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06132007, 05:16 AM  #1 
Member

This is actually an equipment question...
I'm working on building a 20" plyo box using Lincoln Brigham's plans, which are excellent. The angle cuts are at 10 degrees. Assuming I want a 24" box, how long should I make the slanted side? Or another way to put it  I know the length of the vertical side of this triangle, but I don't know the length of the horizontal side or the hypoteneuse. I know the top angle has to be 10 degrees, the right angle is 90 of course, which means the other angle has to be 80 degrees. How do I use the length of the one side and the angles to determine the length of the hypoteneuse? 
06132007, 06:01 AM  #2 
Affiliate

Tim, if you know the length of the slanted side for the 20" box you could just multiply that by 24/20 (1.2) to give you the length of the angled side for the bigger box.
Otherwise, I'm gonna have to try and remember my high scool trig and that could get ugly ... Cheers, kempie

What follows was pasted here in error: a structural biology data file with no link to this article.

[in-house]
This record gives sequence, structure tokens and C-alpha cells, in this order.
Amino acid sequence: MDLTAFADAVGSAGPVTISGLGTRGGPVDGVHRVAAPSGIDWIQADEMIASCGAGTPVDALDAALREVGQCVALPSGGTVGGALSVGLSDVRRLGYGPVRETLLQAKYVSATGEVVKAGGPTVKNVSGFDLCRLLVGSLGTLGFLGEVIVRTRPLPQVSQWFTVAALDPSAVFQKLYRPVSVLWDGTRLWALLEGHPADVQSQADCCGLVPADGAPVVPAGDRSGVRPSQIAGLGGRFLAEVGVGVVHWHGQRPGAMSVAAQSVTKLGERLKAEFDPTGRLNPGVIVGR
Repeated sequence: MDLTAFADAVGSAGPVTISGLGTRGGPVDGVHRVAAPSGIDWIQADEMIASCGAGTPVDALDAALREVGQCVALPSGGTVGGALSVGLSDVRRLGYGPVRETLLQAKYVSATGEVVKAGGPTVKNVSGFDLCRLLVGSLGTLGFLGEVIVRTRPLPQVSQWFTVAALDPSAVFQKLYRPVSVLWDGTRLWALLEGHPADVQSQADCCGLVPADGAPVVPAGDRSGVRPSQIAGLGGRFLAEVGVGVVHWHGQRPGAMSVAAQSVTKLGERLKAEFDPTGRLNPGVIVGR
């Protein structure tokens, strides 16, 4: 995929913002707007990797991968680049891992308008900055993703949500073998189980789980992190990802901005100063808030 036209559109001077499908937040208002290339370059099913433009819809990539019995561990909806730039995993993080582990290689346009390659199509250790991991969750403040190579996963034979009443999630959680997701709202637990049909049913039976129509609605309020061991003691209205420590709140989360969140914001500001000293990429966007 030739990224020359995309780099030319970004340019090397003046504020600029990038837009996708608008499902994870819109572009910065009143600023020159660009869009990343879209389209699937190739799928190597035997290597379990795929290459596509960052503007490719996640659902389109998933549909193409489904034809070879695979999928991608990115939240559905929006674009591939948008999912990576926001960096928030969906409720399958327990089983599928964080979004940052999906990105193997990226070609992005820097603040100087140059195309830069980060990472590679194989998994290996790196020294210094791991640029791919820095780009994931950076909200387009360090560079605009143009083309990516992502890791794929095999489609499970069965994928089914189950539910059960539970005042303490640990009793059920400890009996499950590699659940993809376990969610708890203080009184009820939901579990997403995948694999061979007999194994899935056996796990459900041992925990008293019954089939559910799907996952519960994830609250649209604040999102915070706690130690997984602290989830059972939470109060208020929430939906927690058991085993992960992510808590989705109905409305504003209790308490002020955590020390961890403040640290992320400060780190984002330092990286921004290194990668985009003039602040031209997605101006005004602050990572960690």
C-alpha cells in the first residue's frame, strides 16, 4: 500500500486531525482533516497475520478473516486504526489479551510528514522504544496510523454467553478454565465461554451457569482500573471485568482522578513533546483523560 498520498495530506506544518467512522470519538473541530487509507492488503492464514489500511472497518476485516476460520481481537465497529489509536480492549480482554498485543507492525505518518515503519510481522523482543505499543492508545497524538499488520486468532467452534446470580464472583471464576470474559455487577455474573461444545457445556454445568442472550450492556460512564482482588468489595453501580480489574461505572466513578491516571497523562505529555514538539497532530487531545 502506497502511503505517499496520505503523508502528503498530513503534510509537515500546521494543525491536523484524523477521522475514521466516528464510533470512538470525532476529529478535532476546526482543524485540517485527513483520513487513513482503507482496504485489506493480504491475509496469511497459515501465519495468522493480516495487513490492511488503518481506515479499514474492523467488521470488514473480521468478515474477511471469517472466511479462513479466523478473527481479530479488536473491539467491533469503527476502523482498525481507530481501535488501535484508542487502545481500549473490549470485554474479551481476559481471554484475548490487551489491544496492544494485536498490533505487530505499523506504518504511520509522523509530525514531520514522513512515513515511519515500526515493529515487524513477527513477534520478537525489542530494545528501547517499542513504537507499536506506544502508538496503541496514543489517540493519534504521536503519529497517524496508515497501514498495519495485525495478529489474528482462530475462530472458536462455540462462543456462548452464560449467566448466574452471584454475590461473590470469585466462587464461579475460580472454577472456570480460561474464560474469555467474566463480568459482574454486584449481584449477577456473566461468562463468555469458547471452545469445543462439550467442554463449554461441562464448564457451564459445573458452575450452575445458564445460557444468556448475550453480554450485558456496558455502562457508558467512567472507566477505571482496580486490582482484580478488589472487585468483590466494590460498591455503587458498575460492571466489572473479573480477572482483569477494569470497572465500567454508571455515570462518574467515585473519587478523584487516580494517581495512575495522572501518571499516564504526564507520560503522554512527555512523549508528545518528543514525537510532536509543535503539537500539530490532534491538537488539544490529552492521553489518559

06132007, 06:22 AM  #3 
Member

cheif "sohcahtoa"
Sin = opposite/hyp Cosin = adjacent/hyp T(something or other... its been 15 years) = opposite/adjacent not bad for 15 years, :) K 
06132007, 06:24 AM  #4 
Member

I am not going to edit... I think I am too funny (as in, I made a funny mistake!)
its sinE not sin.... DOH (and the other is tangent, looked it up) 
06132007, 08:03 AM  #5 
Member

Questions like these are why one should make a cardboard mockup first! And don't forget to allow for the thickness of the plywood and the rubber on top!
But I think the short answer is 24.37 inches. I could be wrong. Make a cardboard mockup. It's been 33 years since high school geometry and I still carry the trauma. Did I mention you should build a cardboard mockup first? 
06132007, 08:35 AM  #6 
Member

Or just make a cube shaped box!

06132007, 08:35 AM  #7 
Member

In a keep it simple way, the length of the sides will be determined by the size of the base and top. If your top is 18" and the base is 24", then just connect the dots and measure. Sounds simple on paper.

06132007, 09:17 AM  #8 
Member

Exactly. Cardboard IS paper....
Did I mention building a cardboard mockup? It's a wonderful sanity check. Measure twice, cut once. 
06132007, 10:34 AM  #9 
Affiliate

If Lincoln were here he would recommend making a cardboard mockup.
I would second that. 
06132007, 02:28 PM  #10 
Member

Pythagorean Theorum
a^2 + b^2 = c^2 a = height of the box b = distance between the edge of the top and the edge of the bottom on the ground c = the side in question 
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